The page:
Delay gratification. As Columbia University psychologist Walter Mischel’s “marshmallow experiment” with children in the late 1960's showed, delaying gratification, or in other words, exercising self-control, is a cognitive and emotional skill set that one can learn (though it’s easiest to learn if you begin as a child). Developing the ability to delay gratification, which is a kind of stress management technique, is not just a skill, however. It's also a major determinant of success in life (even more so than environment, upbringing, or wealth). Delaying your consumption of an unhealthy food will also “trick” the mind into not wanting it. Of course, this doesn’t happen overnight, but with practice, it becomes easier for your body to stop craving unhealthy foods.
- Slow down your eating. How many times have you mindlessly rushed through a meal, only to realize soon afterwards that you ate too much? Eating too fast prevents the body from recognizing when it is full and makes the work of digestion much harder. It also causes bigger fluctuations in your glucose levels, which can lead to metabolic syndrome (a cluster of conditions leading to chronic illnesses). Aside from slowing down, you can also take a break in the middle of your meal. To develop the habit of eating more slowly, try putting down your fork or spoon after every bite, or making a conscious effort to chew each bite at least 10 times. This also helps with digestion, as chewing produces more of the saliva needed to stimulate your body’s ability to break down and absorb the food you consume.
- Allow yourself to cheat. Even the healthiest eaters cheat once in a while (they may not always realize it, though, as foods marketed to them as “healthy” may contain unhealthy levels of fat and sugar). Cheating sensibly and in moderation is ok and actually helps with motivation. Think of it as a reward for good behavior: if you manage to eat healthy for a week, you can eat a less healthy meal or snack on the weekend. The key to enabling this psychological process is to be strategic: plan when and where you’re going to eat that cheat meal, or snack, and focus on a particular cheat option. In other words, restrict your cheating to one burger, or a slice of cheesecake, or a (small) bag of chips. Don’t binge on all 3 at once, in order to enjoy the cheating without going overboard.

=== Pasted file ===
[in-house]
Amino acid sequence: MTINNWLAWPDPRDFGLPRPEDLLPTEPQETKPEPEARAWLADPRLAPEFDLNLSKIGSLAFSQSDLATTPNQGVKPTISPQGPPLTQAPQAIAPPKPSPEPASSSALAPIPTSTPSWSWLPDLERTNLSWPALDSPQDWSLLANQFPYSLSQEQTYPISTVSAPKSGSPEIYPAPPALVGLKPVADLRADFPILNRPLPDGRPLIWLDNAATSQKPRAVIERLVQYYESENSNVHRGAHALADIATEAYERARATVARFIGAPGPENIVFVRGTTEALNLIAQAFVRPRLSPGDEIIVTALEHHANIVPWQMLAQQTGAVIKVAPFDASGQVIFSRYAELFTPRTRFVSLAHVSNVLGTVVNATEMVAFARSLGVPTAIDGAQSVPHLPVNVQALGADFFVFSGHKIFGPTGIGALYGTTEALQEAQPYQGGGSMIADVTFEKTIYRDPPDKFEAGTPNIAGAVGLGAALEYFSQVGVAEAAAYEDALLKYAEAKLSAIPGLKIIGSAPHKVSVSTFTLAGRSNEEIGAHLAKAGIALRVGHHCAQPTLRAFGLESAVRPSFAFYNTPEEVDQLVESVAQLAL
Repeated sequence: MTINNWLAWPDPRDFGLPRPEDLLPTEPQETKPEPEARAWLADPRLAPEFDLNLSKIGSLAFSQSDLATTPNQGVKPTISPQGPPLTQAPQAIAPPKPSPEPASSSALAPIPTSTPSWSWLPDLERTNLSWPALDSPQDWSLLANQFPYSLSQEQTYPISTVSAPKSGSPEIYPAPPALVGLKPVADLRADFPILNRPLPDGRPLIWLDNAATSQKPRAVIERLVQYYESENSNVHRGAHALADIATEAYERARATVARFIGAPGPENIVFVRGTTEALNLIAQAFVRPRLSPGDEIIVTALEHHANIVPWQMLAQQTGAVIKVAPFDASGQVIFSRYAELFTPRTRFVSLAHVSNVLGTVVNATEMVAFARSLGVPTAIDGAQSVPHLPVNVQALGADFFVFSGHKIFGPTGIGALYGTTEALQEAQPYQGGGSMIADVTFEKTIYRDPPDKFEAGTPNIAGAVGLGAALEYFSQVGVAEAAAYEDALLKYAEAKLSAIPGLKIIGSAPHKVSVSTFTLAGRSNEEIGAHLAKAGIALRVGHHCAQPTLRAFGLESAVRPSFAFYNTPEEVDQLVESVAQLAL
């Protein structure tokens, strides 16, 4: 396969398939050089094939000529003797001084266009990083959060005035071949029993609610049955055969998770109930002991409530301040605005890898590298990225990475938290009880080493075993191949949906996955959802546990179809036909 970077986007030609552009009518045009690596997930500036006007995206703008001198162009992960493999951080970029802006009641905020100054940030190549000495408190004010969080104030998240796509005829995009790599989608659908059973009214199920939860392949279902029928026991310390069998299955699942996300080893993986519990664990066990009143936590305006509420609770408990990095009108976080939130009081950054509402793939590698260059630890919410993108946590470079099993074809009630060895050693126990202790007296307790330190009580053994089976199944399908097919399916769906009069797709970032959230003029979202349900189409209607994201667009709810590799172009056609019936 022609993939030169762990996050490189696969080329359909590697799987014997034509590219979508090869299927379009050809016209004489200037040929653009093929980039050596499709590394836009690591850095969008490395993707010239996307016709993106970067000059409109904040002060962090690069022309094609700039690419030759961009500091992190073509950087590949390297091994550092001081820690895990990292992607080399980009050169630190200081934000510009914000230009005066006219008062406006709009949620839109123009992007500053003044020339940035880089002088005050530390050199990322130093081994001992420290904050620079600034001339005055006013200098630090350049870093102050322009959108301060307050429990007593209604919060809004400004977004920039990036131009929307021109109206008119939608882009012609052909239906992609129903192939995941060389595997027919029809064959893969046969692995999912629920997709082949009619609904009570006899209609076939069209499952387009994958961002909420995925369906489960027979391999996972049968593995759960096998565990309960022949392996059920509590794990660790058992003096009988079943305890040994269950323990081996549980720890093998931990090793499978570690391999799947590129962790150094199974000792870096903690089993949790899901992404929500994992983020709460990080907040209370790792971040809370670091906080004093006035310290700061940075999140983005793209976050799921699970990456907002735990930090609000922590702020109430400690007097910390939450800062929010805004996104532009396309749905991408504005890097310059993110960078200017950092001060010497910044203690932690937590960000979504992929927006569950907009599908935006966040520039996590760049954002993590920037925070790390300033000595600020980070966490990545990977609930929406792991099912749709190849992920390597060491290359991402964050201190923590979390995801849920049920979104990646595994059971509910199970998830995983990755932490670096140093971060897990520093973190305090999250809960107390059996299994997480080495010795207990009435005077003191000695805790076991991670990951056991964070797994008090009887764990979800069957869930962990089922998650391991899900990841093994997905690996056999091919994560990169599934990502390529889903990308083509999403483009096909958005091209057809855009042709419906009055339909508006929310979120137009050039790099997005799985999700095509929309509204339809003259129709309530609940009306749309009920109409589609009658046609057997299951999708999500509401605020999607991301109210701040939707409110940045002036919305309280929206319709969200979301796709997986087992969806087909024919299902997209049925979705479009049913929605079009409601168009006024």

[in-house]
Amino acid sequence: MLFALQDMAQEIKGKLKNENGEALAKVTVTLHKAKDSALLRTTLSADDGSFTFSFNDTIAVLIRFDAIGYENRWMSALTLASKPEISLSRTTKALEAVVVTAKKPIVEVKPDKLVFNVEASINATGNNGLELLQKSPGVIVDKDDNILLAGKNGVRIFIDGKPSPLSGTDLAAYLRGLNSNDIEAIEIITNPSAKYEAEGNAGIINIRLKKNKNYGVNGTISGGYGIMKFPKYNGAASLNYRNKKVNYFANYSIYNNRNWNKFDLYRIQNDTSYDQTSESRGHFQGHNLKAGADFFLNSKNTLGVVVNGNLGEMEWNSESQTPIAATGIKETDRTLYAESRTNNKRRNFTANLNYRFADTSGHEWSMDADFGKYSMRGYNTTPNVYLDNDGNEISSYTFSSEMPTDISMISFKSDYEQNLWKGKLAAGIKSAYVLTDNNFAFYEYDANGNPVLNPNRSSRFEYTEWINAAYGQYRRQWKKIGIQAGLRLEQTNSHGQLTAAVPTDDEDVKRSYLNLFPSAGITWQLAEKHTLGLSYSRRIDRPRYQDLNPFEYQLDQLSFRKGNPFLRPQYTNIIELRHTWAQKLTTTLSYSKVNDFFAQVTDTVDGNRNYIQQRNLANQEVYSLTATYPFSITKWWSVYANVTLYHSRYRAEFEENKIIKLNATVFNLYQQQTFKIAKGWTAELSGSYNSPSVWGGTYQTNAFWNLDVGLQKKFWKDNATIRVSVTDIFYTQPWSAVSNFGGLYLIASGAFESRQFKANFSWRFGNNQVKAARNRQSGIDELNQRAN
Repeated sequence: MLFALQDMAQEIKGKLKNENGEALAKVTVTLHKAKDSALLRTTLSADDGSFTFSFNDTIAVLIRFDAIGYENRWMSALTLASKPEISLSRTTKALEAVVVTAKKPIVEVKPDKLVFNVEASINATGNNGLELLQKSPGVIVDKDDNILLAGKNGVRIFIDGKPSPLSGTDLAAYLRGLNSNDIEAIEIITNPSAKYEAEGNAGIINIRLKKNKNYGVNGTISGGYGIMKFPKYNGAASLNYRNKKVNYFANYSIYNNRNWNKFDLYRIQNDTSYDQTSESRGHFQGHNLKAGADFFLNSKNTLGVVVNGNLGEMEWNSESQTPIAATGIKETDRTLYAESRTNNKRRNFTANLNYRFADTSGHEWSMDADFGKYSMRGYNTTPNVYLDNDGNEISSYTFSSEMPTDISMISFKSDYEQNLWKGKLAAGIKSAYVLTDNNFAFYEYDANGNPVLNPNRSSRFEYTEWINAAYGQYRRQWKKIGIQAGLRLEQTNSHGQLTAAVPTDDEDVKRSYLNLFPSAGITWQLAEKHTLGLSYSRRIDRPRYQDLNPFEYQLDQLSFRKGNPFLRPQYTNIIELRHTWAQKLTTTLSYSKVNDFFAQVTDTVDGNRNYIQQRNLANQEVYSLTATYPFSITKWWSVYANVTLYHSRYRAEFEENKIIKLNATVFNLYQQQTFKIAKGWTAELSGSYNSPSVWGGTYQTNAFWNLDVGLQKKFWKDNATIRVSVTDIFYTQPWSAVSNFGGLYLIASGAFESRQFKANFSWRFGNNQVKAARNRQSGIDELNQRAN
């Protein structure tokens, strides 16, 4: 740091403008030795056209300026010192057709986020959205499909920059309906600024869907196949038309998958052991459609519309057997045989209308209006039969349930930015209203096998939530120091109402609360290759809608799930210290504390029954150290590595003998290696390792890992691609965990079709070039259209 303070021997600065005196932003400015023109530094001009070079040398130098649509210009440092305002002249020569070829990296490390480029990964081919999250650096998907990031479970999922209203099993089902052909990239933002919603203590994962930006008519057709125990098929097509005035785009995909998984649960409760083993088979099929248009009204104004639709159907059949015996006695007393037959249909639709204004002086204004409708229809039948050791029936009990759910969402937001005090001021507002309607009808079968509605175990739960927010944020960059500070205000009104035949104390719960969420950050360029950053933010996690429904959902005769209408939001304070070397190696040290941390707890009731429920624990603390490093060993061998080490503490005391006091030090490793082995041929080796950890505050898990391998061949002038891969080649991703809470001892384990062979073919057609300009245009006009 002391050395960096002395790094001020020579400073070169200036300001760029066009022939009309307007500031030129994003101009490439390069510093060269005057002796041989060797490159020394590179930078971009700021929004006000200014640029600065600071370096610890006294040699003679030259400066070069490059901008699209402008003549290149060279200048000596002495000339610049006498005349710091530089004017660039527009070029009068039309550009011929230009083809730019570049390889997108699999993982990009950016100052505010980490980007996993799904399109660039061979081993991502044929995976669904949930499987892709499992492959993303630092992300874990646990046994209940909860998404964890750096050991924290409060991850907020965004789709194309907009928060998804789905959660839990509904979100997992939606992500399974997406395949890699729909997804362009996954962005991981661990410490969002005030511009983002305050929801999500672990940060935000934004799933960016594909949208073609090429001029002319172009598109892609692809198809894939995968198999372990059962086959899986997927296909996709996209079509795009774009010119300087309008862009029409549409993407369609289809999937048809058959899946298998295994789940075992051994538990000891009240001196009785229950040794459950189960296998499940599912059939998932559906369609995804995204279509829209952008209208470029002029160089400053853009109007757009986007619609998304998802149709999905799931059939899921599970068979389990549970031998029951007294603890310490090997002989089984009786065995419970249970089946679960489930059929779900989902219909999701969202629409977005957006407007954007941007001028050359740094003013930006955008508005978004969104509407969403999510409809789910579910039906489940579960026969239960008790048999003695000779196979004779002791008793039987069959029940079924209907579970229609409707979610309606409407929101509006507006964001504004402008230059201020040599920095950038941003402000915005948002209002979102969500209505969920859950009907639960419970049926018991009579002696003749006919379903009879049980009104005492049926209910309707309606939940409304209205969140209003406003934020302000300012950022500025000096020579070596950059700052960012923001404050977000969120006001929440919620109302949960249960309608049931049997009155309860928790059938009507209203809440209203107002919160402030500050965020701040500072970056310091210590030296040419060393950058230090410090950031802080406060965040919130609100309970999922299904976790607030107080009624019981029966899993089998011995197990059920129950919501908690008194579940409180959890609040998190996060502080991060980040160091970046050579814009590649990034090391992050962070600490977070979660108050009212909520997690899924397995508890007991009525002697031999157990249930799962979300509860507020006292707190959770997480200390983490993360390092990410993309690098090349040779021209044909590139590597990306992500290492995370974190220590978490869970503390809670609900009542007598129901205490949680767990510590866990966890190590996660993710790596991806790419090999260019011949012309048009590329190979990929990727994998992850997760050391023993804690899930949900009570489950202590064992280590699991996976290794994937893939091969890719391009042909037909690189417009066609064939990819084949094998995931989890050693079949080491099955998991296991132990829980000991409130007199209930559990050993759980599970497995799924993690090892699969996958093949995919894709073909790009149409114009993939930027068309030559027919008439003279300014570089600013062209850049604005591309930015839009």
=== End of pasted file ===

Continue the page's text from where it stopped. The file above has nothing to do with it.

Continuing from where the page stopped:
4. Make it easier for yourself to cook at home. It’s easy to rationalize eating out by saying you don’t have time to cook. I’m sorry, to say, but this is a lie you tell yourself!! First of all, virtually everyone is too busy these days, so that’s no longer a valid excuse for anything and everything you don’t feel like making time to do. And the fact is, you make time for the things that are important to you, whether that may be zoning out on your instagram feed, playing video games, or spending an hour on the phone with your bestie. Like cheating, cooking is easiest and works out best for your healthy eating agenda when you plan ahead. There are numerous ways you can make it easier for yourself to cook at home, many of which I write about in my book (click the image on the right to read a preview, borrow, or purchase it on Amazon.com). One way is to designate part of one or two days a week to prep, cook, or partially cook meals. Chop a bunch of onions, cook a pot of rice, boil a box of pasta, chop a slew of veggies, cube some chicken or turkey, peel some shrimp. Freeze in small containers, then when you come home from an exhausting day at work/in school/schlepping kids around, all you need to do is throw a few things together with some spices, sauteeing in olive or coconut oil, or make a quick soup with the aid of a pressure cooker or power cooker. Alternatively, throw some veggies and meat in a crock pot with spices and let it all cook while you’re away. Our recipe page has a few other ideas for quick meals, or you can download the meal planner when you sign up for access to our free resource library.
When it comes to developing healthy eating habits, self-control is key. But it’s also fragile. With a little strategy and planning, though, you can make a big difference in how, and what you consume. Your body will thank you for it!
What healthy eating strategies do you use? Use the comment box below to share your own tips. I’d love to hear from you!